"I am surprised by how much sex I have had in my life that I didn’t want to have. Not exactly what’s considered “real” rape, or “date” rape, although it is a kind of rape of the spirit - a dishonest portrayal or distortion of my own desire in order to appease another person.
I said yes because I felt it was too much trouble to say no. I said yes because I didn’t want to have to defend my “no,” qualify it, justify it - deserve it. I said yes because I thought I was so ugly and fat that I should just take sex every time it was offered, because who knew when it would be offered again. I said yes to partners I never wanted in the first place, because to say no at any point after saying yes for so long would make our entire relationship a lie, so I had to keep saying yes in order to keep the “no” I felt a secret. That is such a messed-up way to live, such an awful way to love.
So these days, I say yes only when I mean yes. It does require some vigilance on my part to make sure I don’t just go on sexual automatic pilot and let people do whatever. It forces me to be really honest with myself and others. It makes me remember that loving myself is also about protecting myself and defending my own borders. I say yes to me."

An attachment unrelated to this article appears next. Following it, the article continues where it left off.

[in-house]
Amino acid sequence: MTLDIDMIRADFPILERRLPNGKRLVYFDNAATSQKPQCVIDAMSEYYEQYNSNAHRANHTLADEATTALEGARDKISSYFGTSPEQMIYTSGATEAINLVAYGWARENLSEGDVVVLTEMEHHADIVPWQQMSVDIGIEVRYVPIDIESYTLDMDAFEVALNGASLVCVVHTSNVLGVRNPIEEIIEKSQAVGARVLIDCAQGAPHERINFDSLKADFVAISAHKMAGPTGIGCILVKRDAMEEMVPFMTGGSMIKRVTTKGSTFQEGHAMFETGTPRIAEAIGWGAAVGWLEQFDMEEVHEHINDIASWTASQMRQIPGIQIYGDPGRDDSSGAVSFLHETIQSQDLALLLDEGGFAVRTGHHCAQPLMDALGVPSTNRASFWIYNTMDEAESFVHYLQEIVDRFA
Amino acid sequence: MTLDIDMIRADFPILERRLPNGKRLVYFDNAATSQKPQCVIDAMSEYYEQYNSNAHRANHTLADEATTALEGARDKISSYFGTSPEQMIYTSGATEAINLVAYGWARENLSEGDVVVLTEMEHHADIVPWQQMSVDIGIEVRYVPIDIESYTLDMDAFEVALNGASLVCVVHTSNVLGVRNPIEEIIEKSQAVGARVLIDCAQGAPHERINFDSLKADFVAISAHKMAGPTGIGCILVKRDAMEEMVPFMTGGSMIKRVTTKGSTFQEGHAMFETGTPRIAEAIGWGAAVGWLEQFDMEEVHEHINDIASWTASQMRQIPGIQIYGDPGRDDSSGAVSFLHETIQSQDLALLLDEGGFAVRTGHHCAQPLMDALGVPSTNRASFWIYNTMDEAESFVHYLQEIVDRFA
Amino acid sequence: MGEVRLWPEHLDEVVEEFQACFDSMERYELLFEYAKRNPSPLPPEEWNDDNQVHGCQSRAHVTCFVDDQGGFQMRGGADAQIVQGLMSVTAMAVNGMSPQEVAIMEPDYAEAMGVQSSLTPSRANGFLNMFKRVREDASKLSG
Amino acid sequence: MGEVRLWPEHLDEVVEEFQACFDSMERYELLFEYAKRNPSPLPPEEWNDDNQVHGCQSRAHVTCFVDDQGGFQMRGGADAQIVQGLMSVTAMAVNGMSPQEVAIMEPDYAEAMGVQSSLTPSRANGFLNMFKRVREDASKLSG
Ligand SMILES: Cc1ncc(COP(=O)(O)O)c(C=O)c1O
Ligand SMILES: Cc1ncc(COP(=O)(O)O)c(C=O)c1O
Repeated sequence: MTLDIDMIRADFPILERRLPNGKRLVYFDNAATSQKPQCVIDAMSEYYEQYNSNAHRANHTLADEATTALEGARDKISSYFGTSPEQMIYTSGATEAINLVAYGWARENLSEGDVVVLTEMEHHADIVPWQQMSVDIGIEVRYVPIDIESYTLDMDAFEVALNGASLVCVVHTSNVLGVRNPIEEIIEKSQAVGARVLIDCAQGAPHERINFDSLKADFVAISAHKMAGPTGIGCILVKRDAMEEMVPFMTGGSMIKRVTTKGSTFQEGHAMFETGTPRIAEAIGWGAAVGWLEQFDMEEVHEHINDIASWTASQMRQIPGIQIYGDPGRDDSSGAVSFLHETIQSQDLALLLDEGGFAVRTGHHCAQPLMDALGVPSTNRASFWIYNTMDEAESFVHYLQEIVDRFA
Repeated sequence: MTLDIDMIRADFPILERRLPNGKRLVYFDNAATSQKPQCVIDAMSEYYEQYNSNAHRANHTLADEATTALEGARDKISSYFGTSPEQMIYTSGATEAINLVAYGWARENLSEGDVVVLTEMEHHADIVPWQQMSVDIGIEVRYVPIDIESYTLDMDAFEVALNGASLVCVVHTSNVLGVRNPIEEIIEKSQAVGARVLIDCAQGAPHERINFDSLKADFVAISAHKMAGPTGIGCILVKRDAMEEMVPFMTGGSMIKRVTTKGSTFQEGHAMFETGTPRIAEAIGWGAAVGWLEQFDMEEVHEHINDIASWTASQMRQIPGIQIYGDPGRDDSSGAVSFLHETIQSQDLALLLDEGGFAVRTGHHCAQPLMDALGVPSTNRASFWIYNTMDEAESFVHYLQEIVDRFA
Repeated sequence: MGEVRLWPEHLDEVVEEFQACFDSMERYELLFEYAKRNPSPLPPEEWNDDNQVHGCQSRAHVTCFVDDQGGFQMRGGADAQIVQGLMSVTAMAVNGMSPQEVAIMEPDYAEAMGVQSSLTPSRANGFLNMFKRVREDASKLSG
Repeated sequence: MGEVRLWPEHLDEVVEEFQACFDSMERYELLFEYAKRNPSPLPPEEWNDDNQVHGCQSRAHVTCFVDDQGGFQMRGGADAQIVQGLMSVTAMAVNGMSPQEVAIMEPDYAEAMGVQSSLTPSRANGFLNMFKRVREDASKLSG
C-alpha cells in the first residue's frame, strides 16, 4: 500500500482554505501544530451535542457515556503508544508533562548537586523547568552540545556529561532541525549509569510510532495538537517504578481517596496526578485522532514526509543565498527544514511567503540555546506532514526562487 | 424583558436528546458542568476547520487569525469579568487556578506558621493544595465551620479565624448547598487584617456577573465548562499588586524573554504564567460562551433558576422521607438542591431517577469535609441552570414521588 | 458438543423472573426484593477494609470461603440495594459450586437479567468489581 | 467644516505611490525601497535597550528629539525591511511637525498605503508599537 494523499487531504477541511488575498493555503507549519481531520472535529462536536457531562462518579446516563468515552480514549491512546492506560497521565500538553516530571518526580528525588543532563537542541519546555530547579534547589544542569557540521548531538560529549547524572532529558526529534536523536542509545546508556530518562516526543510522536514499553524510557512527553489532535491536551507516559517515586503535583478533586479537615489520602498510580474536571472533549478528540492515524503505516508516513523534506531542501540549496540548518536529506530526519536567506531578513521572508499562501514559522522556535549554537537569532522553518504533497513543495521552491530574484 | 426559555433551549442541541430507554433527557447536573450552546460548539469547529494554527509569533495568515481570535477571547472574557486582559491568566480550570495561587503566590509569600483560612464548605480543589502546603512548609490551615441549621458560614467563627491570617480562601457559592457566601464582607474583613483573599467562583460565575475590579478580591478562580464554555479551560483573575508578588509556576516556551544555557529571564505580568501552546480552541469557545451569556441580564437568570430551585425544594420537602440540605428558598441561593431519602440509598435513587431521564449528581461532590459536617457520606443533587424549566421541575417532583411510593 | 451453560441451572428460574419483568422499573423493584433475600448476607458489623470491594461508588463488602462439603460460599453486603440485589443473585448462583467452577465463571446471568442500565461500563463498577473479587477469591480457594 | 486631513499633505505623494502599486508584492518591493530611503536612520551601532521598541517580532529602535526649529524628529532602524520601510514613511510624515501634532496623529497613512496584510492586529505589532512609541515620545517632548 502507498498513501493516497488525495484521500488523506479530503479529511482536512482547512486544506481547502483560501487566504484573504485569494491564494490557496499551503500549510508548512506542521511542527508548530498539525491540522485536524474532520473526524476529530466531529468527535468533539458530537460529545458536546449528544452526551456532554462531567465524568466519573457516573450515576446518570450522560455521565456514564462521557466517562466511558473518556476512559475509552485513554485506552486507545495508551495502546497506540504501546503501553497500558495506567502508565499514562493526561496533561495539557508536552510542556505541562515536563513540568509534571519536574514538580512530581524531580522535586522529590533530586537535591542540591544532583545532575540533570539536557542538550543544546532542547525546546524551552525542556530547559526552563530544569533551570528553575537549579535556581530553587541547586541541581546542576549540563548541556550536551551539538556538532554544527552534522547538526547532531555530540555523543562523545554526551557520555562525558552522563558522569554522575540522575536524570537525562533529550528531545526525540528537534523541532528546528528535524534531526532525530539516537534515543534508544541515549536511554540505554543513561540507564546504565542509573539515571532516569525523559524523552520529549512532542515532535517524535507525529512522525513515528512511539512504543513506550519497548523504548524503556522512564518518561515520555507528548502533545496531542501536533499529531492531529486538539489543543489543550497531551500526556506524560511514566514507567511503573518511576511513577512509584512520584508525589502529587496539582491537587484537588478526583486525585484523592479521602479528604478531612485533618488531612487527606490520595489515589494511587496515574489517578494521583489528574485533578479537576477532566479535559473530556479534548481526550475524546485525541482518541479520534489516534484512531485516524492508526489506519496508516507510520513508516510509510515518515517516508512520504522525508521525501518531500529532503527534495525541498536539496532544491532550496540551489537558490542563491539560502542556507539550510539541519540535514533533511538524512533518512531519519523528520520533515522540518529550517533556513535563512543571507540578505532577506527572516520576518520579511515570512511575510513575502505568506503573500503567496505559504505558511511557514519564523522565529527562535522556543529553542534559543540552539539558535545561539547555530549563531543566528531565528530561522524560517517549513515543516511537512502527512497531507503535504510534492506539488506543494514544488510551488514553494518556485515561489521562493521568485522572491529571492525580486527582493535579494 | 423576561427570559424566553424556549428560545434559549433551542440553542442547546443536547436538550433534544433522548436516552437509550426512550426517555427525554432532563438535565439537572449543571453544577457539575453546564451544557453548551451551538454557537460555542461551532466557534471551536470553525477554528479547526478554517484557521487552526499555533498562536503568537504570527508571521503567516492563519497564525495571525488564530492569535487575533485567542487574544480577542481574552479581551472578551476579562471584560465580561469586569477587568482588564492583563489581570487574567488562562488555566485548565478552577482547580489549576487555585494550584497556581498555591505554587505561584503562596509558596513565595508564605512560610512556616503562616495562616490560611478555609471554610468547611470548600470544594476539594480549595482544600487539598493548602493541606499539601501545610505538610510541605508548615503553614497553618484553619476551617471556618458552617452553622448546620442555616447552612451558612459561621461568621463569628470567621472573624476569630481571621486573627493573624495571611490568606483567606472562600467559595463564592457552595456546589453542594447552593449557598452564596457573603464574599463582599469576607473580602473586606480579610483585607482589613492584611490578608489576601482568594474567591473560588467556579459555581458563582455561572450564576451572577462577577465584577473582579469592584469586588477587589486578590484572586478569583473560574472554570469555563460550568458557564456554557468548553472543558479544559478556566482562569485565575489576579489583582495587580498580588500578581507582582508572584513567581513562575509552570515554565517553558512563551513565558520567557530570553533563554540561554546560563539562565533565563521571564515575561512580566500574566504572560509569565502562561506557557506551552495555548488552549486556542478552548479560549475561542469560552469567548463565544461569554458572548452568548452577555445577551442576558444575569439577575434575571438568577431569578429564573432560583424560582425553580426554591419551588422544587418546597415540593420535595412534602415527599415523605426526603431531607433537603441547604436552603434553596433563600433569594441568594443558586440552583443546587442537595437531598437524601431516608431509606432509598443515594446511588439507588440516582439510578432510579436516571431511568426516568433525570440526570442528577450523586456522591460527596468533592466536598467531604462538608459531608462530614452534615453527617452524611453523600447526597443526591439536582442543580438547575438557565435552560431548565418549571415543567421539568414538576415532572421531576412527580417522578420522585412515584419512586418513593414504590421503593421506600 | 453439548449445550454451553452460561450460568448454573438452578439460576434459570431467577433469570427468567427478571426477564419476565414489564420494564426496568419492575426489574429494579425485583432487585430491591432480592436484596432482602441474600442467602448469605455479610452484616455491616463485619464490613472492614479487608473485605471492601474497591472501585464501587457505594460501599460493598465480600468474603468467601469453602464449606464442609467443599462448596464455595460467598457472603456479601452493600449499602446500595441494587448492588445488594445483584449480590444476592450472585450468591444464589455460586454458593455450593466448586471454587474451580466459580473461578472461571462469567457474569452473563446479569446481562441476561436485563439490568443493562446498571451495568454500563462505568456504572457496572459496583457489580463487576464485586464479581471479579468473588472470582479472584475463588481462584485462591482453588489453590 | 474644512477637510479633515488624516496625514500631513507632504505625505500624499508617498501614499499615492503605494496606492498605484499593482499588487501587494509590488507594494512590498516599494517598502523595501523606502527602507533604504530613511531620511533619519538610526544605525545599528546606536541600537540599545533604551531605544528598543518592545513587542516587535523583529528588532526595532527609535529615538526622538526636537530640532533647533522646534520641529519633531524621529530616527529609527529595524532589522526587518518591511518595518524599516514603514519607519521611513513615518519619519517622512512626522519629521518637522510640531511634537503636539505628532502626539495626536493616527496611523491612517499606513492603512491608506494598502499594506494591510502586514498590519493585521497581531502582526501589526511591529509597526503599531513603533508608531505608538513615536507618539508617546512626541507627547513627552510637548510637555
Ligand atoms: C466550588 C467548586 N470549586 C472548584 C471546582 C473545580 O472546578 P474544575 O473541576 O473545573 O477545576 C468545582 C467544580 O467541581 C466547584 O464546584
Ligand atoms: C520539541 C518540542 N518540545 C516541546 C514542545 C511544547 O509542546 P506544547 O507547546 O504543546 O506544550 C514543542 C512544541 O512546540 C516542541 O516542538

— Margaret Cho, “Yes Means Yes” (via myrisingvoice)
(Source: softrocklevi, via pervertsofcolor)
"Fat people have the right to exist in fat bodies regardless of how we got fat, what being fat means, or if we could be thin through some means – however easy or difficult. There are no other valid opinions on this – we have the right to exist without shaming, bullying or stigmatization, period."
Ragen Chastain -
as does every body type. We’re all weird… we all need to be okay with it.
(Source: fatoutloud, via wordscancrushtheworld)
"Thin-shaming is wrong. It is bad and it is harmful and I long for its eradication and I will dance upon its corpse with my fat feet. But it’s important to note that thin-shaming is a symptom of the fact that all women’s bodies are policed all the time—not evidence of some culture-wide, systemic campaign to stigmatize thinness. Thinness is valued. Thin bodies are privileged over fat bodies. Despite the efforts of body positive activists (whose express goal, by the way, is to promote the acceptance of all bodies, including fat ones, not to further women’s oppression by gratuitously shaming the thin), “I’m proud to be fat” is still a radical statement. “I’m proud to be thin” is the status quo."
— Thin Women: I’ve Got Your Back. Could You Get Mine? (via housewifeswag)
(Source: brutereason, via chubby-bunnies)